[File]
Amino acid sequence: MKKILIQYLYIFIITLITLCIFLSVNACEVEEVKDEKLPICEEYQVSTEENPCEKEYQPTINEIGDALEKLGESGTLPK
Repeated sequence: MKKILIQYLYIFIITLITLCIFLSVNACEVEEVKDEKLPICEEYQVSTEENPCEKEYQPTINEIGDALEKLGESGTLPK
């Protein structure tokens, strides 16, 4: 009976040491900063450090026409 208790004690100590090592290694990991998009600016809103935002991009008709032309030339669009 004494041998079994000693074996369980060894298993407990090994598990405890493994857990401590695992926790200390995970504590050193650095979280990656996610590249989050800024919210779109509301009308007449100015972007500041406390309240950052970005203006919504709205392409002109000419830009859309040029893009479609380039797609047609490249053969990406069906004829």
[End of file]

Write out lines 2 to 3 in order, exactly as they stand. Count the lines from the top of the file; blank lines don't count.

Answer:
Repeated sequence: MKKILIQYLYIFIITLITLCIFLSVNACEVEEVKDEKLPICEEYQVSTEENPCEKEYQPTINEIGDALEKLGESGTLPK
């Protein structure tokens, strides 16, 4: 009976040491900063450090026409 208790004690100590090592290694990991998009600016809103935002991009008709032309030339669009 004494041998079994000693074996369980060894298993407990090994598990405890493994857990401590695992926790200390995970504590050193650095979280990656996610590249989050800024919210779109509301009308007449100015972007500041406390309240950052970005203006919504709205392409002109000419830009859309040029893009479609380039797609047609490249053969990406069906004829």